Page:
"Choked: Paisa Bolta Hai" is the story of a middle-class housewife. Set in Mumbai in October 2016, the story hits right ‘notes’ till the middle portion. Depicting the life of an ordinary bank employee and her struggles to clear the piling debts, Anurag Kashyap paints a realistic picture of the Mumbai dwellers and their lives. There’s a beauty in mundane things. Despite the growing gap between them, the husband and wife still share warmth. Kashyap and the story writer set up the drama nicely. As the announcement of demonetization, the film takes an unexpected turn from a story of middle-class husband and wife to a satire on ‘note ban’. The announcement of demonetization - We have decided that the 500 rupee, and 1000-rupee currency notes presently in use will no longer be legal tender from midnight tonight – by PM Narendra Modi comes exactly at 55 minutes after the film and the movie focuses on the things that we had witnessed – serpentine queues at the banks, middlemen enchasing the crisis. “This is a chance of a lifetime. Once in 50 years such incidents happen,” a broker tells Saiyami Kher asking her to deposit old notes in her bank and take a commission for doing it so. Anurag has portrayed many such close-to-real-life sequences in the film. However, the film turns into a dull affair after this moment. It turns ineffective after that. It has its many moments to praise about but the satirical portion of demonization lacks sharpness. It turns sloppy at times as well. The film boasts good performances and especially it is Saiyami Kher’s show from start to finish. In the role of Sarita is excellent, she brings life to the character. Her body language and expressions are perfect as a Marathi middle-class woman. Roshan Mathew as Sushant Pillai also plays the role well. The cinematography and the production design is topnotch. The story takes place mostly in a cramped apartment room and the camera brings authenticity and also the chocked feel. The colors are warm. The music is okay. “Choked” is quite a departure from Anurag Kashyap’s regular style of narrating. The director known for his aggressive style lets the story take center stage. This is his restrained work. On the whole, “Choked” is a mixed bag. The initial hour is excellent but it gets disconnected after that but makes a decent watch and a good satire on note ban.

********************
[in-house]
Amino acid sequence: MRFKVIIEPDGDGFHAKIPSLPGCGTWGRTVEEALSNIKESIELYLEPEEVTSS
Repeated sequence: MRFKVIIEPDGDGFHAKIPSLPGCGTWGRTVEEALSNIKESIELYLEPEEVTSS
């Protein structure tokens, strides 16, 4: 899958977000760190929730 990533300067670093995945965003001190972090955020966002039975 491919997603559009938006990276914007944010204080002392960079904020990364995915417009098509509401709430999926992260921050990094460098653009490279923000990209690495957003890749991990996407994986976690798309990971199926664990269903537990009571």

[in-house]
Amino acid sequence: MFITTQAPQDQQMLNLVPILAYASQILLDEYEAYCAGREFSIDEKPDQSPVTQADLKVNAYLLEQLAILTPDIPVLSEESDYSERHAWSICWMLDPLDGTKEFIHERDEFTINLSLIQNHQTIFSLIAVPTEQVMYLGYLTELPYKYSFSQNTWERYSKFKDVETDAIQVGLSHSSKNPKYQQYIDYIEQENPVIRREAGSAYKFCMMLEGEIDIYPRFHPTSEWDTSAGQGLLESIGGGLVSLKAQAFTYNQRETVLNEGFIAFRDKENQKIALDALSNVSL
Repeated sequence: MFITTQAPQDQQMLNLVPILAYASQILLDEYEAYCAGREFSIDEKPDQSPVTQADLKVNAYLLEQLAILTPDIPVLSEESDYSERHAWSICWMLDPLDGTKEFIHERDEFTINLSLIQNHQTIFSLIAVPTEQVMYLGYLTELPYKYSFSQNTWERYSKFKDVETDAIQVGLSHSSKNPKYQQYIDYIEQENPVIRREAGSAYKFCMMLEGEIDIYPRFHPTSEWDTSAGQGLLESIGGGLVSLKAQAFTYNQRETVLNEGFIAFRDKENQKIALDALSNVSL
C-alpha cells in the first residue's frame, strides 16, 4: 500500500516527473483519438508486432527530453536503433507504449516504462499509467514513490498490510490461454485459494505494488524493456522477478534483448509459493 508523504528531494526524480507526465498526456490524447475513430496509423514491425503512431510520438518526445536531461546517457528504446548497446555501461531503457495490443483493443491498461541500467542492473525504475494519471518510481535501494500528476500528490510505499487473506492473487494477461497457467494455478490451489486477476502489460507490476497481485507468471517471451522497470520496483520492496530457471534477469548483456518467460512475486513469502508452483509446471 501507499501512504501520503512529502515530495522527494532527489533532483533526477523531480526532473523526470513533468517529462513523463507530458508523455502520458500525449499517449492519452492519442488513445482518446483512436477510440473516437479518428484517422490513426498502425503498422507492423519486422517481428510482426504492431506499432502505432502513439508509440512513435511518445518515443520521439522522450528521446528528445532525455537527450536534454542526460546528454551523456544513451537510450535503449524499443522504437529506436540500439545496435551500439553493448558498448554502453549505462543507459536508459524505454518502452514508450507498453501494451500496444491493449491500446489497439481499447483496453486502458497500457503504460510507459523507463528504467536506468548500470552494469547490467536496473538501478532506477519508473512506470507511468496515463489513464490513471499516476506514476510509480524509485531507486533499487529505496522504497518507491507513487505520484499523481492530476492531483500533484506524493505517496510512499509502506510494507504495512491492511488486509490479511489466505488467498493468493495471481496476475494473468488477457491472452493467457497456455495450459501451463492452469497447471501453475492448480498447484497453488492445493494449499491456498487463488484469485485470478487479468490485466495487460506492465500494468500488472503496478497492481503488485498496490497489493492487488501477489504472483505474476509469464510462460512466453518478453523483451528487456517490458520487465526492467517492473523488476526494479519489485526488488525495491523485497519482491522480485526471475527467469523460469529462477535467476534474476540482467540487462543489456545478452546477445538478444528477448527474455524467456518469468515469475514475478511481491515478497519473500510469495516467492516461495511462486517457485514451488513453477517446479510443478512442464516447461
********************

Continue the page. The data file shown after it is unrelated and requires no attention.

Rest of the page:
- Direction, Story, Visuals
Ranjith posted a review for Gulabo Sitabo in Movies
The movie uses trope for a transparent depiction of the class distinction between haves and have-nots in our society, among other subtexts. who seem to be constantly at loggerheads. When Baankey’s former girlfriend Fauzia pays a visit to his shop to buy ‘organic wheat’ and that he must have never even heard the term organic ‘kyunki dekh ke nahin lagta’. Or that one time when Baankey’s sisters Guddo Shristi, Neetu and Payal – take a jibe at him for being uneducated and playfully demand he appear again for 10th and 12th board exams. comedy of quotidian manners: the first gave Bollywood a new kind of hero in Khurrana; the second gave the Bengali alimentary canal the importance it through Bachchan’s elderly gent and his penchant for gelusil. you can still see Mirza’s scheming brain working; his eyes sparkle when he thinks of a particularly devious way to trouble his tenant. A word that many people use for Mirza – ‘tuccha’ – is hard to translate in English, but perfectly sums up the character. but Mirza doesn’t get a happy ending, and that is just as well.
- Acting, Story
- Direction, Visuals
Director Anubhav Sinha’s ‘Thappad’ begins on a sweet, comforting note of an idyllic couple Amrita and Vikram (Pannu and Gulati) who have embraced each other and have this covetable rhythm they enjoy. Just like that simmering ginger black tea that Amrita enjoys every morning, this couple seems aspirational and absolutely lovely. But cracks in their relationship appear when Gulati loses his temper at a party and slaps his wife. Their bond unravels rapidly following that swift violent action as Amrita re-examines her relationship with her affable husband and the unspoken power equations between them. It’s a searing relationship drama that’s gut wrenchingly sensitive, personal and sad. It gets nasty, but never vitriolic. This film is all heart and human frailty.
- Acting, Story, Visuals